In an ongoing attempt to keep myself busy with cloud tech, I came across the Cloud Resume Challenge a while back although I found it after the challenge had already concluded. Regardless, I still joined the Discord server and got stuck in creating my own Cloud Resume.
After a few weeks of being active on the Discord server, Forrest Brazeal, the creator of the Cloud Resume Challenge, announced the next iteration of his Cloud Challenge except this time he partnered up with his employer, A Cloud Guru, to create the #CloudGuruChallenge series. Every month, a new instructor from A Cloud Guru will pose a challenge that will touch on new topics and you have until the following month to complete. Once successfully completed, the instructor who designed the challenge can then review your project and endorse you on LinkedIn.
This months challenge was to build an ETL process that grabs COVID-19 data from two online resources as CSV data, manipulate them and then store them in a database. Once there, we then need to create a dashboard to visualise the data being stored. I am not going to go into too much detail about every step of the process because then reading multiple blog posts on this topic becomes repetitive so I’m going to give some top level info into a few things that challenged me or what I did differently.
Since cost was (and almost always is) my #1 concern, I went with DynamoDB since a portion of it’s use is covered by the always-free free tier. I knew that with the amount of data I was working with, I could stay within the free tier for a long time even with doing full table scans daily. This was the only constant in my mind, everything else (such as method to visualise the data) was still up for debate.
I used Pandas DataFrame object to handle all data. I read the CSV’s from their URL’s directly into a DataFrame. When updating the database I also did a table scan and loaded all the data into a DataFrame. I could then do a “diff” of sorts to see what data is present in the “new” DataFrame (from the CSV) that wasn’t present in the “old” DataFrame (from the DB). I found that going with this approach, I didn’t have to keep track of previous Lambda runs to ensure they ran successfully and if I had to back-fill yesterdays data. With my method, any new data that didn’t previously exist would be written to the DB. As yet another benefit, this helped me with “initial load” versus “incremental load” since the first run would upload all data and every subsequent call would simply update that data, if there is data to update with!
For interest sake, this is what it looks like from the command line when I run my Lambda for the first time to populate the database. Remember to use logging in your Lambdas instead of
Infrastructure as Code
I have come to rely on Terraform for even the simplest of cloud infrastructure tasks. If you make Terraform (or IaC in general) a base habit and incorporate it early on into your project, I find it really helps you to keep growing your project/infrastructure in a manageable way. At any moment I could simply run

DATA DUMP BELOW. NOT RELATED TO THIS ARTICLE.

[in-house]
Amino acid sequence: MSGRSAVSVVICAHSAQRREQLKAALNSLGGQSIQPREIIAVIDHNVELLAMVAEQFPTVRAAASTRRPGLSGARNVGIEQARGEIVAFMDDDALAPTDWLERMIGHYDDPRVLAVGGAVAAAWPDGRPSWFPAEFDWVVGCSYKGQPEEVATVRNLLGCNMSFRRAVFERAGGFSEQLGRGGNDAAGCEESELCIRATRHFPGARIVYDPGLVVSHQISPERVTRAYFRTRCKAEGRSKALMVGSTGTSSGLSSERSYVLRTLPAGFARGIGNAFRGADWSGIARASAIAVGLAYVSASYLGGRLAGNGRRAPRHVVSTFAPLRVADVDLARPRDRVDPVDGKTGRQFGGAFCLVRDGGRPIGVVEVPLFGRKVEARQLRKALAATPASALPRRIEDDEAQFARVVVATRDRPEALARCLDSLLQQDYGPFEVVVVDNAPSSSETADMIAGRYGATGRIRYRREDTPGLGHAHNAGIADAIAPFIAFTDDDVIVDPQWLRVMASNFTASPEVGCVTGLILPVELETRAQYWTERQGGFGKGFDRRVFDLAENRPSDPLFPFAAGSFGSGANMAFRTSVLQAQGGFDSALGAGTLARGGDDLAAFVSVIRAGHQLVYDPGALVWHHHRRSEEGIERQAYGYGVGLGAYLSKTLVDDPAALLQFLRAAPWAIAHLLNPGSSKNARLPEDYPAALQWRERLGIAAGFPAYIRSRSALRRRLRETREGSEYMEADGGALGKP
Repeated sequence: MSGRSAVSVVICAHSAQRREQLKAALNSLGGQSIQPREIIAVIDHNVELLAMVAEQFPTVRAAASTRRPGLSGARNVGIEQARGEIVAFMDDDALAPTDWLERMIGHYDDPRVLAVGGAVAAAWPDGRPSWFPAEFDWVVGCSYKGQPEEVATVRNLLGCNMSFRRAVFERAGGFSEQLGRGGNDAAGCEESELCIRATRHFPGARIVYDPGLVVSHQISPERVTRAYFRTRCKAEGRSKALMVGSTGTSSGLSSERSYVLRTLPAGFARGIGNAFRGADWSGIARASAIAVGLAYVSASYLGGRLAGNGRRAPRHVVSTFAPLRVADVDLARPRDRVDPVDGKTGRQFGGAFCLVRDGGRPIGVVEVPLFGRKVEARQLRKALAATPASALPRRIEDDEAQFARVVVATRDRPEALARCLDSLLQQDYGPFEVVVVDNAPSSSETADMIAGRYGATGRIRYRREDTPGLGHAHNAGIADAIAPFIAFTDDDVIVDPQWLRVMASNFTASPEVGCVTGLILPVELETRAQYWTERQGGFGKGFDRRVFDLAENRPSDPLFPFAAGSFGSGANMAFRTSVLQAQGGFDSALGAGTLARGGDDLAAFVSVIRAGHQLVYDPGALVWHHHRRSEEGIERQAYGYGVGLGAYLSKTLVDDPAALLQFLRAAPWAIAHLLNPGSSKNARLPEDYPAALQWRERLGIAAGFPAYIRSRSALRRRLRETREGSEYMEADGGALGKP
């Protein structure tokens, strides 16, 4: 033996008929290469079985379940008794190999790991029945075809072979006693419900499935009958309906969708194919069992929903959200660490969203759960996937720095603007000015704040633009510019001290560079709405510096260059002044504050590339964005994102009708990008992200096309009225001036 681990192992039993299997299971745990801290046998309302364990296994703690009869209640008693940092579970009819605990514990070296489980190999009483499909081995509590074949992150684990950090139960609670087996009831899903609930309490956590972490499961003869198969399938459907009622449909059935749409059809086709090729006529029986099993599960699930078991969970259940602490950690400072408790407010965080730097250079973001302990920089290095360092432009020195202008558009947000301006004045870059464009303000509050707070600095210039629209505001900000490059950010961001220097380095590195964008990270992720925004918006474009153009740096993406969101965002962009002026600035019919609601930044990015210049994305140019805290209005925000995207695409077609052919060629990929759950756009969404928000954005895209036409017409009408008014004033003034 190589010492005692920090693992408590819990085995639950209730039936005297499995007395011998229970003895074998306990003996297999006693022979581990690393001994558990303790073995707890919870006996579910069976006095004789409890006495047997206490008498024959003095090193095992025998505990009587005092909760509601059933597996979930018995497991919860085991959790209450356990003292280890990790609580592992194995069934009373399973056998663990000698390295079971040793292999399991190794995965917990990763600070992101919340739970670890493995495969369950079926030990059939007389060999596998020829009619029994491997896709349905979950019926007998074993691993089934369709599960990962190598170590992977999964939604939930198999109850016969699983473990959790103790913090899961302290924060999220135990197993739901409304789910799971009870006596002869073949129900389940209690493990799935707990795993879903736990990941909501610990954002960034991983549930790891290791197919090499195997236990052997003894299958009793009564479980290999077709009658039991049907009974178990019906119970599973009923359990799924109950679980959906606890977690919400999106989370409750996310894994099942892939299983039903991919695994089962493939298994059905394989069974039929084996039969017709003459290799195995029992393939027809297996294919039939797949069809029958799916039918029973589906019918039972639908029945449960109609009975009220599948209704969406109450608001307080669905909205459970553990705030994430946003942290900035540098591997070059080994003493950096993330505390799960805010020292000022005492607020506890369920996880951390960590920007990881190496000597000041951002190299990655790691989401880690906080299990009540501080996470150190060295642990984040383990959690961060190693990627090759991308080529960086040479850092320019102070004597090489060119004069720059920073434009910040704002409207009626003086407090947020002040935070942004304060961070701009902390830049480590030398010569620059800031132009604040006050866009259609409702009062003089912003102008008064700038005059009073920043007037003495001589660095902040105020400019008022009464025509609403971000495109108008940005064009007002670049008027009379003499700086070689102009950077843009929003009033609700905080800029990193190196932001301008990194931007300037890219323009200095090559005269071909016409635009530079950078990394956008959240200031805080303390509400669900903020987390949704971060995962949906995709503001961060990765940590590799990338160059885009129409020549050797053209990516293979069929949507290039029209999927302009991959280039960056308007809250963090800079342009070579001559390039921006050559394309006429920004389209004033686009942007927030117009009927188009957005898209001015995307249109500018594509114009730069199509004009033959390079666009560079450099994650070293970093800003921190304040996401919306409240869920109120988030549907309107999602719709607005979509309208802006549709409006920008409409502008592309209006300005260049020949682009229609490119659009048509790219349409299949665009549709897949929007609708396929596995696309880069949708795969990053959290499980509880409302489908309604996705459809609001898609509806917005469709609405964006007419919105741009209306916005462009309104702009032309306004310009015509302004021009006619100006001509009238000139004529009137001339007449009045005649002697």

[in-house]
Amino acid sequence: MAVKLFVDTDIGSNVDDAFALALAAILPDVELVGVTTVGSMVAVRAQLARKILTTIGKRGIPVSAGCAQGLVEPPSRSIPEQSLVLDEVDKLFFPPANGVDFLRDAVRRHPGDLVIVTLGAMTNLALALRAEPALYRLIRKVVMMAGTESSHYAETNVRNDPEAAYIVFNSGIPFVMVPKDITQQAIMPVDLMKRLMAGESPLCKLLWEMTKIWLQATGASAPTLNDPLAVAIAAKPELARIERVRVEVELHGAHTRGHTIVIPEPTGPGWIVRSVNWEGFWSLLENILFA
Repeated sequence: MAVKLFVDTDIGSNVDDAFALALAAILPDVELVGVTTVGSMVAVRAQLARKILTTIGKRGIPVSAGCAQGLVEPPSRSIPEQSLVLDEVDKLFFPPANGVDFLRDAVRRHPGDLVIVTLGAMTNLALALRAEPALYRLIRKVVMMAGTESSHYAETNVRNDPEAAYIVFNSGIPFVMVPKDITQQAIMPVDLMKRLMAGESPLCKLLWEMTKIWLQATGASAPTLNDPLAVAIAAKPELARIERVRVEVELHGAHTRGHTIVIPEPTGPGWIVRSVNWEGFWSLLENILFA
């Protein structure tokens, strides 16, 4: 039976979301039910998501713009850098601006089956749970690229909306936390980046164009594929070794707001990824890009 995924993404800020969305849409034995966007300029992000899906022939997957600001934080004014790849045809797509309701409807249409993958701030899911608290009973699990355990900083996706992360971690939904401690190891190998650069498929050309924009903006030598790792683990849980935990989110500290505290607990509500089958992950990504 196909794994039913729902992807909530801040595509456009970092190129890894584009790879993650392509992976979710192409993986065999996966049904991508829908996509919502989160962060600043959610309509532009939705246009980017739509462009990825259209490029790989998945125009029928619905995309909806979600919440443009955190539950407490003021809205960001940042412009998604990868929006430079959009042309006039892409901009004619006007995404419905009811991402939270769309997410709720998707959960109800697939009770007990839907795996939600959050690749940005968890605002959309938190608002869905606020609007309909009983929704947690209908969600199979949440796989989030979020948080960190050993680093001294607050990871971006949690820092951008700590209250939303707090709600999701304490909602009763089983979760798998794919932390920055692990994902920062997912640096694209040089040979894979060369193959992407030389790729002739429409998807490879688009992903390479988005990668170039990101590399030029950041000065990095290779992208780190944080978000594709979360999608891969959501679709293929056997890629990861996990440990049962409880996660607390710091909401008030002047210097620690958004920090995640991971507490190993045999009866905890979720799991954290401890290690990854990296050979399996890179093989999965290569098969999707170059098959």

terraform destroy and then
terraform apply as a sanity check to make sure all resources I need are accounted for with Terraform and nothing was left behind.
To write my Lambda functions I made use of the Serverless Framework. Often I would use Terraform to create a resource that relied on my Lambda function existing (or vice versa) in order to function. There is a trick to being able to incorporate Terraform and Serverless together. From the Terraform side of things, you can make use of null_resources and depends_on to cause Terraform to execute your
sls deploy which will create the Lambda (or other resource) that you need to reference. The actual magic sauce here is to then use AWS’s SSM Parameter Store to store things like Lambda ARN’s, DynamoDB Stream ARN’s and so on. Using the Parameter Store you can then pass data back and forth between Terraform and Serverless.
This step was pretty straight forward, I created a DynamoDB Stream which triggers a Lambda when data is inserted into the DB which in turn processes the rows of data that was said to have been added and then it pushes that data into an SNS topic which I was subscribed to so I get an email with the rows that were added.
This is what an initial load looks like, screenshot trimmed for brevity.
And then this is what an incremental load looks like.
I have also made it a habit to make use of git hooks to keep my code formatted and abiding by PEP8. I use a pre-commit hook to run pylint, black and
terraform fmt . Doing so means that if pylint or black exit in an error, I simply cannot commit my code so I have to fix it before the world can see my embarrassing errors.
Due to the fact that all my infrastructure and code comes up with a simple
terraform apply I started to incorporate my project with Github Actions to continuously deploy my project but at the time of writing I haven’t finished this step with all the bells and whistles I wanted, such as running my python tests and getting it’s code coverage so I have omitted it from my Git repo.
This was a pretty cool challenge and it was right up my alley, I really enjoyed the way it mixed a lot of interesting topics into one! Thanks to Forrest Brazeal for starting the #CloudGuruChallenge and thanks to all the guys on Discord who are great to chat with regarding Cloud tech!
For posterity, here is a screenshot of most of my dashboard: